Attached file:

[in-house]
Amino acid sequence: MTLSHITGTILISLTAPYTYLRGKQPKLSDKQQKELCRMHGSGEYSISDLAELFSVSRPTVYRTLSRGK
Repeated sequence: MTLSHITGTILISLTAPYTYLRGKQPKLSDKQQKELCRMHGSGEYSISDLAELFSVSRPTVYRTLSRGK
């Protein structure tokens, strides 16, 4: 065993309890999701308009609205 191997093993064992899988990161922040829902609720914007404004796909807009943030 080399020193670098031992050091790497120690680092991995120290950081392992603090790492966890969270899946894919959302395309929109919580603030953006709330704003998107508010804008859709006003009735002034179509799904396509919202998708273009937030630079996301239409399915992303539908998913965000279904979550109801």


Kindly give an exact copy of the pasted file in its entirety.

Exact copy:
[in-house]
Amino acid sequence: MTLSHITGTILISLTAPYTYLRGKQPKLSDKQQKELCRMHGSGEYSISDLAELFSVSRPTVYRTLSRGK
Repeated sequence: MTLSHITGTILISLTAPYTYLRGKQPKLSDKQQKELCRMHGSGEYSISDLAELFSVSRPTVYRTLSRGK
């Protein structure tokens, strides 16, 4: 065993309890999701308009609205 191997093993064992899988990161922040829902609720914007404004796909807009943030 080399020193670098031992050091790497120690680092991995120290950081392992603090790492966890969270899946894919959302395309929109919580603030953006709330704003998107508010804008859709006003009735002034179509799904396509919202998708273009937030630079996301239409399915992303539908998913965000279904979550109801």